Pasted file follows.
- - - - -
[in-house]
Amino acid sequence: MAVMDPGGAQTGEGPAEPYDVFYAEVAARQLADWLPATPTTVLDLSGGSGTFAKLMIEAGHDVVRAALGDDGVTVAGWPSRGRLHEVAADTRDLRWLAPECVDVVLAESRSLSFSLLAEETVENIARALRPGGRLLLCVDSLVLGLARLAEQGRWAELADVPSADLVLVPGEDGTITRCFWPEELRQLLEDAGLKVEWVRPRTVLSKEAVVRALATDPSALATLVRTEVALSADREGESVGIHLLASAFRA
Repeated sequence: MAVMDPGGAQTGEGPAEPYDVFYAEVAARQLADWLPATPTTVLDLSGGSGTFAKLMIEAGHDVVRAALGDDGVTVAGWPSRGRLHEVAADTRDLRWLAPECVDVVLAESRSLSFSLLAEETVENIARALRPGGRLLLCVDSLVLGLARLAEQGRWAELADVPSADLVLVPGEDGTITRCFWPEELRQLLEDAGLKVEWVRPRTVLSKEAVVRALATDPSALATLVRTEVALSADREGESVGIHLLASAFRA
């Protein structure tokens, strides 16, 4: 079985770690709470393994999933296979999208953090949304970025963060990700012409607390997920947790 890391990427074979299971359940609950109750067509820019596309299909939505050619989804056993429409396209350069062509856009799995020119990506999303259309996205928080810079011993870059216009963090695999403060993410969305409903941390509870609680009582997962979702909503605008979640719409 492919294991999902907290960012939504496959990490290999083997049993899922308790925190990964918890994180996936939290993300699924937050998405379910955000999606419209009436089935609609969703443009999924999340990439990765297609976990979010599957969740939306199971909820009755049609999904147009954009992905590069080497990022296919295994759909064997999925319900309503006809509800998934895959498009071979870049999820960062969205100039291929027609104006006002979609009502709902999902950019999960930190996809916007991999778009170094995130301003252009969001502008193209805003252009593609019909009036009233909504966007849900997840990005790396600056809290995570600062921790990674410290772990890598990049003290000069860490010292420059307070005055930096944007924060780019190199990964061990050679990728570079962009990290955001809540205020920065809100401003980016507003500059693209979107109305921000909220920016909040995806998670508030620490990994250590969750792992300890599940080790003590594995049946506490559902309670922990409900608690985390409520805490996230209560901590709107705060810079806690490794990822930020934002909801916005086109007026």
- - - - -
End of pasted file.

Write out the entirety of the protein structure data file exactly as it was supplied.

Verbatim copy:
[in-house]
Amino acid sequence: MAVMDPGGAQTGEGPAEPYDVFYAEVAARQLADWLPATPTTVLDLSGGSGTFAKLMIEAGHDVVRAALGDDGVTVAGWPSRGRLHEVAADTRDLRWLAPECVDVVLAESRSLSFSLLAEETVENIARALRPGGRLLLCVDSLVLGLARLAEQGRWAELADVPSADLVLVPGEDGTITRCFWPEELRQLLEDAGLKVEWVRPRTVLSKEAVVRALATDPSALATLVRTEVALSADREGESVGIHLLASAFRA
Repeated sequence: MAVMDPGGAQTGEGPAEPYDVFYAEVAARQLADWLPATPTTVLDLSGGSGTFAKLMIEAGHDVVRAALGDDGVTVAGWPSRGRLHEVAADTRDLRWLAPECVDVVLAESRSLSFSLLAEETVENIARALRPGGRLLLCVDSLVLGLARLAEQGRWAELADVPSADLVLVPGEDGTITRCFWPEELRQLLEDAGLKVEWVRPRTVLSKEAVVRALATDPSALATLVRTEVALSADREGESVGIHLLASAFRA
């Protein structure tokens, strides 16, 4: 079985770690709470393994999933296979999208953090949304970025963060990700012409607390997920947790 890391990427074979299971359940609950109750067509820019596309299909939505050619989804056993429409396209350069062509856009799995020119990506999303259309996205928080810079011993870059216009963090695999403060993410969305409903941390509870609680009582997962979702909503605008979640719409 492919294991999902907290960012939504496959990490290999083997049993899922308790925190990964918890994180996936939290993300699924937050998405379910955000999606419209009436089935609609969703443009999924999340990439990765297609976990979010599957969740939306199971909820009755049609999904147009954009992905590069080497990022296919295994759909064997999925319900309503006809509800998934895959498009071979870049999820960062969205100039291929027609104006006002979609009502709902999902950019999960930190996809916007991999778009170094995130301003252009969001502008193209805003252009593609019909009036009233909504966007849900997840990005790396600056809290995570600062921790990674410290772990890598990049003290000069860490010292420059307070005055930096944007924060780019190199990964061990050679990728570079962009990290955001809540205020920065809100401003980016507003500059693209979107109305921000909220920016909040995806998670508030620490990994250590969750792992300890599940080790003590594995049946506490559902309670922990409900608690985390409520805490996230209560901590709107705060810079806690490794990822930020934002909801916005086109007026």